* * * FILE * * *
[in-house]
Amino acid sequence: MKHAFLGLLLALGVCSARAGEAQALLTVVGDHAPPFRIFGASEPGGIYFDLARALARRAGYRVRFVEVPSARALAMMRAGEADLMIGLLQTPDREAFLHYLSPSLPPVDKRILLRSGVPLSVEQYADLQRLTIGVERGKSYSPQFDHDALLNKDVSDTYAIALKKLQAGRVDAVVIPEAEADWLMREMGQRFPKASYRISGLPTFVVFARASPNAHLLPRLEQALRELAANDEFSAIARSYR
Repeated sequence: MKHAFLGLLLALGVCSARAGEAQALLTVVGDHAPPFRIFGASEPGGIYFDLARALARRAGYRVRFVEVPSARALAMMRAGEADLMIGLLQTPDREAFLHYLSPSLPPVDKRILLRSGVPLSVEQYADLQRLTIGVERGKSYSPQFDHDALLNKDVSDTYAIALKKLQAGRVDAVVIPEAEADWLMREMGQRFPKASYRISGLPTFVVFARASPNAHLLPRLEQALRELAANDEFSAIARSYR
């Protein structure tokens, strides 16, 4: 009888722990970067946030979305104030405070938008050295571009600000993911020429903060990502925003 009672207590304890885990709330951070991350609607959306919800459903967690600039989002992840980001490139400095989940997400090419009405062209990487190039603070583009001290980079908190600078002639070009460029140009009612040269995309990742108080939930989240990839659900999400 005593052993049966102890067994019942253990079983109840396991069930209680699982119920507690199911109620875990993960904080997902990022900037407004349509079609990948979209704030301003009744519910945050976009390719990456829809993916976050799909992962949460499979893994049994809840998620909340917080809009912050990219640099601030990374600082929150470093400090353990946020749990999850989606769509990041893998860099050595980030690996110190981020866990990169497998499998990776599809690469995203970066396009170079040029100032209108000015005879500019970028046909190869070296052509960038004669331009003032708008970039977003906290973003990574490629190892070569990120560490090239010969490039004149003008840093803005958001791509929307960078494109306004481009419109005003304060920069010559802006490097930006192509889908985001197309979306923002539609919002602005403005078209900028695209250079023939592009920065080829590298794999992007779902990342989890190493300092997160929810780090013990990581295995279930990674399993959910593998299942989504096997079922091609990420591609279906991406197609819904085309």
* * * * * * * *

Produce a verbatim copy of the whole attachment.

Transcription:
[in-house]
Amino acid sequence: MKHAFLGLLLALGVCSARAGEAQALLTVVGDHAPPFRIFGASEPGGIYFDLARALARRAGYRVRFVEVPSARALAMMRAGEADLMIGLLQTPDREAFLHYLSPSLPPVDKRILLRSGVPLSVEQYADLQRLTIGVERGKSYSPQFDHDALLNKDVSDTYAIALKKLQAGRVDAVVIPEAEADWLMREMGQRFPKASYRISGLPTFVVFARASPNAHLLPRLEQALRELAANDEFSAIARSYR
Repeated sequence: MKHAFLGLLLALGVCSARAGEAQALLTVVGDHAPPFRIFGASEPGGIYFDLARALARRAGYRVRFVEVPSARALAMMRAGEADLMIGLLQTPDREAFLHYLSPSLPPVDKRILLRSGVPLSVEQYADLQRLTIGVERGKSYSPQFDHDALLNKDVSDTYAIALKKLQAGRVDAVVIPEAEADWLMREMGQRFPKASYRISGLPTFVVFARASPNAHLLPRLEQALRELAANDEFSAIARSYR
């Protein structure tokens, strides 16, 4: 009888722990970067946030979305104030405070938008050295571009600000993911020429903060990502925003 009672207590304890885990709330951070991350609607959306919800459903967690600039989002992840980001490139400095989940997400090419009405062209990487190039603070583009001290980079908190600078002639070009460029140009009612040269995309990742108080939930989240990839659900999400 005593052993049966102890067994019942253990079983109840396991069930209680699982119920507690199911109620875990993960904080997902990022900037407004349509079609990948979209704030301003009744519910945050976009390719990456829809993916976050799909992962949460499979893994049994809840998620909340917080809009912050990219640099601030990374600082929150470093400090353990946020749990999850989606769509990041893998860099050595980030690996110190981020866990990169497998499998990776599809690469995203970066396009170079040029100032209108000015005879500019970028046909190869070296052509960038004669331009003032708008970039977003906290973003990574490629190892070569990120560490090239010969490039004149003008840093803005958001791509929307960078494109306004481009419109005003304060920069010559802006490097930006192509889908985001197309979306923002539609919002602005403005078209900028695209250079023939592009920065080829590298794999992007779902990342989890190493300092997160929810780090013990990581295995279930990674399993959910593998299942989504096997079922091609990420591609279906991406197609819904085309």